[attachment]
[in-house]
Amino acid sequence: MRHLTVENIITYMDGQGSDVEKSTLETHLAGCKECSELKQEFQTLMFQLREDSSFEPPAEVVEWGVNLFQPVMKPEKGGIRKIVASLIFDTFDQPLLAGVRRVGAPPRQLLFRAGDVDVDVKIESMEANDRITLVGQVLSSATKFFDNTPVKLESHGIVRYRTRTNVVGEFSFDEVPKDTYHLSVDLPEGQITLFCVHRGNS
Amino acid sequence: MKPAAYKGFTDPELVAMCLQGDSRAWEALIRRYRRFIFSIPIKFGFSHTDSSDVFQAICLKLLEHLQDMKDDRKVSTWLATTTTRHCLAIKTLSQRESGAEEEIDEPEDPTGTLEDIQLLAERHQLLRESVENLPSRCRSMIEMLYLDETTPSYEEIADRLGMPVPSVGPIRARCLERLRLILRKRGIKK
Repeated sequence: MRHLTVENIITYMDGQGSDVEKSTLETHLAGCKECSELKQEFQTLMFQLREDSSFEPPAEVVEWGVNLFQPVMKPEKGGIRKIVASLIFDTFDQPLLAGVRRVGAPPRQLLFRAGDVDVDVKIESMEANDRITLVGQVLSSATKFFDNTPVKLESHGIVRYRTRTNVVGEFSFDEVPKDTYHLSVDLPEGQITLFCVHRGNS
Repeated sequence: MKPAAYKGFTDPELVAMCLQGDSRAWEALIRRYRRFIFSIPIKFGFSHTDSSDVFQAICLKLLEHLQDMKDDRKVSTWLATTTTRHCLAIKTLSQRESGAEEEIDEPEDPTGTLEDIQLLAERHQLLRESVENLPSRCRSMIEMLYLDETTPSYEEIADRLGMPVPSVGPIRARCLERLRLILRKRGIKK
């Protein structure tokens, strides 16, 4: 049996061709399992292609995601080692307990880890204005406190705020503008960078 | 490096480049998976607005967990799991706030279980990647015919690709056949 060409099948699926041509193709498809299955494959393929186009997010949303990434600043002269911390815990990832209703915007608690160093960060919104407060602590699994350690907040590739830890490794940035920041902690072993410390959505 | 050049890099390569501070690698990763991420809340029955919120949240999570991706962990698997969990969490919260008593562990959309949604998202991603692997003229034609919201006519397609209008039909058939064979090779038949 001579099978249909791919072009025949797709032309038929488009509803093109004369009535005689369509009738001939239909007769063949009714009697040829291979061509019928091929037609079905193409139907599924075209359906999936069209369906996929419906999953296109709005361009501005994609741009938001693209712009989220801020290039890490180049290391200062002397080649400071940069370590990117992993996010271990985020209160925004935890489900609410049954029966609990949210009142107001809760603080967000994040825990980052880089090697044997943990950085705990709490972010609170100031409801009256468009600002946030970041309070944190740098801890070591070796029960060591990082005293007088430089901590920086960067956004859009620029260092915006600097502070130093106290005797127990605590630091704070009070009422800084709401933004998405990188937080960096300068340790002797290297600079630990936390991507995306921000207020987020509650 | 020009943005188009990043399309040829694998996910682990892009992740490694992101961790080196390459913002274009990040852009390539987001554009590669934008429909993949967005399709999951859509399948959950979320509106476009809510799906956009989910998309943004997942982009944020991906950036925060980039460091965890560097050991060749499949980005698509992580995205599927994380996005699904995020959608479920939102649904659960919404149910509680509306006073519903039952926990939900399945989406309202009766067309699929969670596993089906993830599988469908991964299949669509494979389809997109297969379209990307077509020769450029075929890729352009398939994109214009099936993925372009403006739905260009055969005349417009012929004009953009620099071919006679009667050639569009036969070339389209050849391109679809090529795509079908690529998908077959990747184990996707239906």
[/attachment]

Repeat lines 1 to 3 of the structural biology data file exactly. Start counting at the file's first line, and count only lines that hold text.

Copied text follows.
[in-house]
Amino acid sequence: MRHLTVENIITYMDGQGSDVEKSTLETHLAGCKECSELKQEFQTLMFQLREDSSFEPPAEVVEWGVNLFQPVMKPEKGGIRKIVASLIFDTFDQPLLAGVRRVGAPPRQLLFRAGDVDVDVKIESMEANDRITLVGQVLSSATKFFDNTPVKLESHGIVRYRTRTNVVGEFSFDEVPKDTYHLSVDLPEGQITLFCVHRGNS
Amino acid sequence: MKPAAYKGFTDPELVAMCLQGDSRAWEALIRRYRRFIFSIPIKFGFSHTDSSDVFQAICLKLLEHLQDMKDDRKVSTWLATTTTRHCLAIKTLSQRESGAEEEIDEPEDPTGTLEDIQLLAERHQLLRESVENLPSRCRSMIEMLYLDETTPSYEEIADRLGMPVPSVGPIRARCLERLRLILRKRGIKK